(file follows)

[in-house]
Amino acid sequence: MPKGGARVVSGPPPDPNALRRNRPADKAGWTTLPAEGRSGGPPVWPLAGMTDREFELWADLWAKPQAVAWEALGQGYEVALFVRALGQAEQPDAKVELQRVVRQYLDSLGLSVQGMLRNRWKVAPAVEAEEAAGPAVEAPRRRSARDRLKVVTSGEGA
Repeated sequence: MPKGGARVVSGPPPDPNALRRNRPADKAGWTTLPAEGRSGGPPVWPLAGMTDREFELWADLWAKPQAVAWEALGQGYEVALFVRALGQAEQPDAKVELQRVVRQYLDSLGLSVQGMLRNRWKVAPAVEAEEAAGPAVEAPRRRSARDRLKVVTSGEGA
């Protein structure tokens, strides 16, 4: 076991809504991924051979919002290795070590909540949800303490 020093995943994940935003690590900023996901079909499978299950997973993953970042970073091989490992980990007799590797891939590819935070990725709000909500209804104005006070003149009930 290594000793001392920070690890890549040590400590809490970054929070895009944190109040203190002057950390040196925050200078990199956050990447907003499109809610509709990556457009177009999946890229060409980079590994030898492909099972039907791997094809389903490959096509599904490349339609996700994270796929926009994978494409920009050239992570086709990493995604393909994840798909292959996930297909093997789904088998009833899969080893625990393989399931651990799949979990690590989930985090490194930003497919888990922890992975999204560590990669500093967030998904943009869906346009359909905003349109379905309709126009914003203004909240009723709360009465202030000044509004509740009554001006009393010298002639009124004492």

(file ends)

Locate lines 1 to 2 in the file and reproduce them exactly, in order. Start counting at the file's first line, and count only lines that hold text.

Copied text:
[in-house]
Amino acid sequence: MPKGGARVVSGPPPDPNALRRNRPADKAGWTTLPAEGRSGGPPVWPLAGMTDREFELWADLWAKPQAVAWEALGQGYEVALFVRALGQAEQPDAKVELQRVVRQYLDSLGLSVQGMLRNRWKVAPAVEAEEAAGPAVEAPRRRSARDRLKVVTSGEGA